Photo of Oliver Pinson-Roxburgh

Oliver Pinson-Roxburgh

CEO and Co-Founder

31st August 2021

Data from’s latest survey reveals serious barriers and misconceptions about cyber security among SMEs.

We surveyed over 600 SMEs about their thoughts on cyber security, protocols and their overall readiness.

The results were alarming. Not only did data reveal large gaps in knowledge, and in some instances naivety regarding cyber security, but many SMEs shy away from essential security measures due to perceived complexity and processes.

Nearly 40% of respondents noted that training was not a business priority. Even more worryingly, more than 1 in 10 businesses never provide training or devote resources to cyber security - an aspect of your business that should be considered business-critical.

What is promising is the level of awareness amongst SMEs. The majority of respondents recognise the value of cyber security measures but a lack of clarity in the ‘how’ still exists.

We’re here to set the record straight and give you a clear breakdown of why you need to consider cyber security as a critical aspect of your business and how it’s not as complicated as you may think.

48% of respondents use 2 or more vendors for cyber security solutions

Would you use two different banks for your business? You may have different accounts and account managers, but typically, it is viewed as operationally efficient to have one company handling all your finances. Your cyber security is no different.

Streamlining cyber security processes is key for SMEs. SMEs are usually time poor with attention focused on other areas of the business. Cyber security is, therefore, generally outsourced for different aspects to multiple ‘specialists’. The assumption that having several experts on the roster bolsters cyber security, is a false one. Not only is this not cost-effective (finance being a barrier to cyber security for many SMEs), it isn’t an effective way to manage an essential part of your business. The benefits of using one vendor greatly outweigh those of multiple companies.

With one supplier you can:

  • Easily keep track of contracts and licenses
  • Reduce the risk of duplication, saving on cost and time
  • Build relationships faster
  • Integrate different products more effectively and efficiently

There may be some pros to working with numerous vendors, but there are certainly more negatives. From our research, operational efficiency is a key factor in decision making for SMEs. Working with several suppliers could be counterproductive to that mindset. Multiple suppliers can overcomplicate matters and potentially increase the number of tools being used on your systems creating confusion, duplication of work and also deliver varying standards of service.

A third of businesses regard ‘employee knowledge’ as the biggest threat to cyber security

You can have all the latest high-tech cyber security tests and protocols, but if your employees can’t tell the difference between phishing emails or suspicious pop-ups, then you’ve not invested your money correctly.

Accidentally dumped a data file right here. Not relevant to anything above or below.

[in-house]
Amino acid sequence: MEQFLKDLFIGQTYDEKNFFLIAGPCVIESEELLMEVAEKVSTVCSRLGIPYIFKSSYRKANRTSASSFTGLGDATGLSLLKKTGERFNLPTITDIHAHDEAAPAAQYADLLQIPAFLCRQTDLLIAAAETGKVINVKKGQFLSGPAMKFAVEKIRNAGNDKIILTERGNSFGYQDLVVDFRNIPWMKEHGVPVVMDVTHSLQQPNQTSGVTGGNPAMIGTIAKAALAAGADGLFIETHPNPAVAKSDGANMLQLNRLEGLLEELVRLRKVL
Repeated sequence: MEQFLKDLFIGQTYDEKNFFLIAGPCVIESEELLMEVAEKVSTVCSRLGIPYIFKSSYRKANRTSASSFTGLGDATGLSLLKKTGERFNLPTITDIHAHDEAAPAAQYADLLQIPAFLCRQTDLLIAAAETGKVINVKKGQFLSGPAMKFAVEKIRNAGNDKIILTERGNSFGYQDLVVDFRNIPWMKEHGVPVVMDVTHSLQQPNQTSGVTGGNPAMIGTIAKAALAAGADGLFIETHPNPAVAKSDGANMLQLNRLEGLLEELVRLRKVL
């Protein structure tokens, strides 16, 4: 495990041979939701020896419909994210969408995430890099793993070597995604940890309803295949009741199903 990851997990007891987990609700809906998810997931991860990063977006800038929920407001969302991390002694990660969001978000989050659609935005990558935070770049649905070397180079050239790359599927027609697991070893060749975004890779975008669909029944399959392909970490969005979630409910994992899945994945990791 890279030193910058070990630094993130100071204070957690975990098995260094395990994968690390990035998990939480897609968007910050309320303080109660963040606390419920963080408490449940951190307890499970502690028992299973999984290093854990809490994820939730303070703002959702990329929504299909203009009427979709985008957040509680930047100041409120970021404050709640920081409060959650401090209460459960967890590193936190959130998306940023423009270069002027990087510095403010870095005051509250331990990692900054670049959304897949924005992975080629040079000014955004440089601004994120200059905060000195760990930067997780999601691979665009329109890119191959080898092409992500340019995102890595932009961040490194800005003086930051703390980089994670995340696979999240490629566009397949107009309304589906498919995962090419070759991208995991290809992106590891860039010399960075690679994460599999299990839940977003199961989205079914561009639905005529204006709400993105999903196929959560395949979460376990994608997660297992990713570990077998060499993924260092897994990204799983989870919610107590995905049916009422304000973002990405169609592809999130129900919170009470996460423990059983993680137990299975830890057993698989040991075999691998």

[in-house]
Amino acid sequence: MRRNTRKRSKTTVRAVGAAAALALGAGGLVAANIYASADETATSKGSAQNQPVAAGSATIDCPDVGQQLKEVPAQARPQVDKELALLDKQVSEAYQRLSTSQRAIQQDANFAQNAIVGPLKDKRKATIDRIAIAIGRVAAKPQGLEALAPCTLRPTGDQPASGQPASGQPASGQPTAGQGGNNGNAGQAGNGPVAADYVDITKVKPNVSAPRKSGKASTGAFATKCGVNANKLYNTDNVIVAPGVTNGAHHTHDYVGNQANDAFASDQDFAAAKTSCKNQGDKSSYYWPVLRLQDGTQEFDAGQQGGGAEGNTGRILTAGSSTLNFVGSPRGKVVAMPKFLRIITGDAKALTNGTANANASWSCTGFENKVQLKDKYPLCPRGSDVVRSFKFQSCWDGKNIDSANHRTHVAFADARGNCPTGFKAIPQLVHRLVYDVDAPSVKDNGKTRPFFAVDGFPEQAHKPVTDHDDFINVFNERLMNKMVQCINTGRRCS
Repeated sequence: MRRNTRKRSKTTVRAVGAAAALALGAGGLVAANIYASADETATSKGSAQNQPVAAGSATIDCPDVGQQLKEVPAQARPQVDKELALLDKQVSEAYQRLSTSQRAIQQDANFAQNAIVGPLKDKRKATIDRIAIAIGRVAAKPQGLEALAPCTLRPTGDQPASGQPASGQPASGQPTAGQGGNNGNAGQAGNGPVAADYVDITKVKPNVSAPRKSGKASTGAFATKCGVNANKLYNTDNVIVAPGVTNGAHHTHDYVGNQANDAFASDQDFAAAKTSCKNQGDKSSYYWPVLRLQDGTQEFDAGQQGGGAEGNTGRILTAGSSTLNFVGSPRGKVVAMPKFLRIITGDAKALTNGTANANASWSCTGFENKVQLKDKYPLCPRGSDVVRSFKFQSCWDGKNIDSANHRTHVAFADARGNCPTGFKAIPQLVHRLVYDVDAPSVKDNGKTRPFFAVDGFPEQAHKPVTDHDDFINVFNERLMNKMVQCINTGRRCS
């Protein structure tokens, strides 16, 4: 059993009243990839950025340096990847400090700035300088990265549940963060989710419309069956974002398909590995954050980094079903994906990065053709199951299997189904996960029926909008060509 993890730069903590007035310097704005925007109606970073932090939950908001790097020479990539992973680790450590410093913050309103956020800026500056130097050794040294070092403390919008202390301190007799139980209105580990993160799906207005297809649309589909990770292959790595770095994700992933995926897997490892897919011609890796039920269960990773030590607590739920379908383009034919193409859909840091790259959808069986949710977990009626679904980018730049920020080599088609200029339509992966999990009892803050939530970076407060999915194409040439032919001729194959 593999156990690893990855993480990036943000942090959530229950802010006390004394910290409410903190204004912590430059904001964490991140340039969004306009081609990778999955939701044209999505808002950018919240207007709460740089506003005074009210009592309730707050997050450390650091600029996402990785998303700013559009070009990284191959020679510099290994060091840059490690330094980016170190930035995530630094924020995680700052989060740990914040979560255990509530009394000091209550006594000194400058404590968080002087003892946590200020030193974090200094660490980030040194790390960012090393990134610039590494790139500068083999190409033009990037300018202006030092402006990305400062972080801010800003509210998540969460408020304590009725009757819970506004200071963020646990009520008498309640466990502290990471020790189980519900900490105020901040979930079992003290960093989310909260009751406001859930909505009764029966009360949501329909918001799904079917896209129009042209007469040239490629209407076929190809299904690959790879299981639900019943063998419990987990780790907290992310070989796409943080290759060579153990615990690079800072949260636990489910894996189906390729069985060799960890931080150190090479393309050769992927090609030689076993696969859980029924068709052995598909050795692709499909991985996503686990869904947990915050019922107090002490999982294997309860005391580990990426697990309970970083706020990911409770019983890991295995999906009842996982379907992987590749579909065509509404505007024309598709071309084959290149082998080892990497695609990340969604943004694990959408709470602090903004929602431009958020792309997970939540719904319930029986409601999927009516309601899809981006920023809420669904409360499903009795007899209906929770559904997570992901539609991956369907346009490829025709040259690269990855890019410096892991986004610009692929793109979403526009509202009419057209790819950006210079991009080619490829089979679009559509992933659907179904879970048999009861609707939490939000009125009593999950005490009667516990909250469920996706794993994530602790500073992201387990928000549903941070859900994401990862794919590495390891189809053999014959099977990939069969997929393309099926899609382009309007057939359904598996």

Your employees are the first line of defence to threat actors. They can identify and report attacks, potentially saving you time, money and reputational damage. Investing in training is an essential component of any business’ cyber resilience. Cyber awareness training is highly recommended for any organisation. Providing the basics of the ‘what’ and ‘how’ of cyber security will increase your employees’ confidence and directly impact your business.

The majority of respondents (54%) are more concerned about cyber security since the pandemic

Cyber attacks did increase during the pandemic. A combination of social factors and the rush to adopt new remote working practises created the perfect storm of opportunity and vulnerabilities. Cyber security has become even more business-critical because of remote working and businesses must make it a priority.

Accessing work from personal devices increases the probability of cyber attacks. According to the Department for Digital Culture, Media and Sport, only 23% of businesses cover home-working in cyber security policies and 84% of businesses didn’t adjust their practises during Covid-19 despite the increased remote connectivity.

Our findings amongst SMEs, combined with the DCMS report, highlight the need for an updated policy to protect those working from home. Tight budgets mean that it is often not viable to provide equipment to all employees so many use personal devices. Personal devices increase the likelihood of a breach, putting your business’ critical assets at risk. Regular penetration testing is advisable to stress-test your security perimeters. This is particularly important for your networks and cloud server if you’re operating on a hybrid working model.


Cyber attacks are on the rise and every day, cyber criminals use more sophisticated methods to breach your systems. Unfortunately, it isn’t a case of ‘if’ but ‘when’. Using trusted experts to manage your cyber security is highly advisable. You need to safeguard your business and you need someone you can trust.

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